Where Research is a Delight!
“Skyline Dairy was clean, modern, and cool. We would have cones of lemon sherbet after a Sunday afternoon drive. Most often we ate in the car, probably because it kept my brother and I quiet and contained for a few minutes. Always loved that facade — another example of short-lived good modern architecture, now just a postcard memory!” Ed Gunn, New York City
I’ve collected postcards for many years. A good portion of my collection of linen cards from the 1940’s and 50’s was purchased in the late 1970’s from The Asheville Postcard Company on Carolina Lane. Several years ago some 200 of the Asheville and Western North Carolina cards were added to the NC Collection. I’ve never stopped adding to my collection. Thank you eBay.
This past spring I bid on and won a card of an Asheville building I’d never seen before: Skyline Cooperative Dairy. A quick search of the NC Collection website led me to a single black and white photograph of the building. The brief citation noted that Anthony Lord designed it.
The NC Collection is fortunate to possess architectural plans from the architectural firm Six Associates that Anthony Lord helped found. In one of the many dusty tubes are the initial structural plans and elevations of Skyline Cooperative Dairy. As you enter Pack Library to attend “Let’s Talk About Anthony Lord” on August 28 at 6 pm, look for the glass case on your right containing the original elevation and a black and white photograph of the Skyline building.
In the late 1920’s a modern tunnel was bored through Beaucatcher Mountain providing direct access to downtown Asheville from the east via US 70/ US 74A.
In the spring of 1946, Anthony Lord began designing a modern cooperative dairy to be located on a plot of land in the Haw Creek Ward of Buncombe County. The plot is described as bordering a “concrete highway”, backed up by Ross Creek and the “Hildebrand estate”. Driving from downtown on Tunnel Road you will pass on your left The Cornerstone Restaurant (in the 1960’s it was a Shoney’s) and the exit/entrance to I240. This was the location of Skyline Cooperative Dairy at 110 Tunnel Road.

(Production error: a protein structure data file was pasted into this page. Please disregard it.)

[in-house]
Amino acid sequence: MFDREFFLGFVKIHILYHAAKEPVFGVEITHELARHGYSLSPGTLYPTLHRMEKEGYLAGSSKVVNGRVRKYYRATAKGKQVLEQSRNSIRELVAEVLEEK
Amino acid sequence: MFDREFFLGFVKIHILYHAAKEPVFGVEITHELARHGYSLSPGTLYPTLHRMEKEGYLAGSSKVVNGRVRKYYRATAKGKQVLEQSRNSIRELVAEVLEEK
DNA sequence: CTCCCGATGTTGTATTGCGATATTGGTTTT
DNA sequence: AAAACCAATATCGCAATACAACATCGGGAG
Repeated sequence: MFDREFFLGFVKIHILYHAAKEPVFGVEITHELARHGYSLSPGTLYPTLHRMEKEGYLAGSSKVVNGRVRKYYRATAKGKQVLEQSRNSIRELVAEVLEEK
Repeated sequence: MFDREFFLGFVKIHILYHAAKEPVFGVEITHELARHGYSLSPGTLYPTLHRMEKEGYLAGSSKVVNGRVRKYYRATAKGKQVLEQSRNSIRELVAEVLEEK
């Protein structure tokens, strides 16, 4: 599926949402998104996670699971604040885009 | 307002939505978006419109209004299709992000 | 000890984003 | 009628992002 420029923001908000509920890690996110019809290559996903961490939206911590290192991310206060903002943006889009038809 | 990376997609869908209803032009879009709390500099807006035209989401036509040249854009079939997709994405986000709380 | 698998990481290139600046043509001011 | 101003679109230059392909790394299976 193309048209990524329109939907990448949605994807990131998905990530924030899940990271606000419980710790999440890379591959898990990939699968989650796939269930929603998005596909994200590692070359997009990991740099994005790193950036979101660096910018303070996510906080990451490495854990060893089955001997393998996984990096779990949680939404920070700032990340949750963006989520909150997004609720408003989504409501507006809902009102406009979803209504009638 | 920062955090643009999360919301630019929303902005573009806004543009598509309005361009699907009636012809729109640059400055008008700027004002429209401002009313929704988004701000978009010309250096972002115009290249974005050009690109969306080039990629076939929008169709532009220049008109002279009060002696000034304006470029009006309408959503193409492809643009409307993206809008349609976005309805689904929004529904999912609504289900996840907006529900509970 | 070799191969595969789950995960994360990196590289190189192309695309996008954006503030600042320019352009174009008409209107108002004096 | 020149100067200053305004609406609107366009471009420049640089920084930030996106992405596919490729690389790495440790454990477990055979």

Skyline Cooperative Dairy was a project of The Farmer’s Federation. According to an article in Farmer’s Federation News in May of 1948 the cooperative received milk from local farmers and pasteurized the milk in 16 seconds in stainless steel equipment. At that time milk was delivered in large cans from the farmers. An innovation in the new building was a mechanized can washer. It washed and sterilized a can, replacing the lid as soon as the milk was removed. The milk, the article rhapsodizes, “is entirely enclosed in stainless steel pipes and tanks until it reaches the bottle.”
The dairy bar portion of building was “constructed of structural glass with chrome trim” and seated about 80 people. Alas, there is no description of the interior décor. In my fevered imagination I picture chrome chairs and stools padded with shiny, red or perhaps green patterned vinyl. In addition, an “open air terrace” seated an additional 80 customers.
The first City Directory listing for Skyline Cooperative Dairy on Tunnel Road appears in 1947. Listings appeared in 1948 and 1949; in 1951 the address changed to 110 Tunnel Road. In 1953 the listing is accompanied by a small ¼ page ad. There was a full-page ad in the City Directory in 1954 extolling the famous terrace and late night summer hours on Friday evening!
Listings in the City Directory for Skyline run through 1958. In 1959 the listing at 110 Tunnel Road changed to Coble Co-operative, Inc. and in 1960, the Coble Dairy Bar at 112 Tunnel Road appears. By 1968 when I got my driver’s license, the spot on Tunnel Road had become a Shoney’s with a Big Boy statue in front.
The purchase of a single postcard led me on a serendipitous search to discover a small part of the history of Asheville, a vanished building by a talented architect, and sparked my imagination thinking of what the interior of the building might have looked like. If you remember what the interior looked like, please let me know. And if you recently purchased a brownish-photo postcard of a Southern Engineering Steel Building on Haywood and Walnut Street in Asheville (drats), please consider donating it to the NC Collection. Just like I’m donating my postcard of Skyline Cooperative Dairy. They’re postcard memories of an Asheville that no longer exists.
Post by Friends of the North Carolina Room Board Member Terry Taylor.
We hope to see you Thursday, August 28th 6:00-7:00 at the Lord Auditorium, lower level of Pack Memorial Library, 67 Haywood Street, Asheville, N.C.
The event is free and open to the public.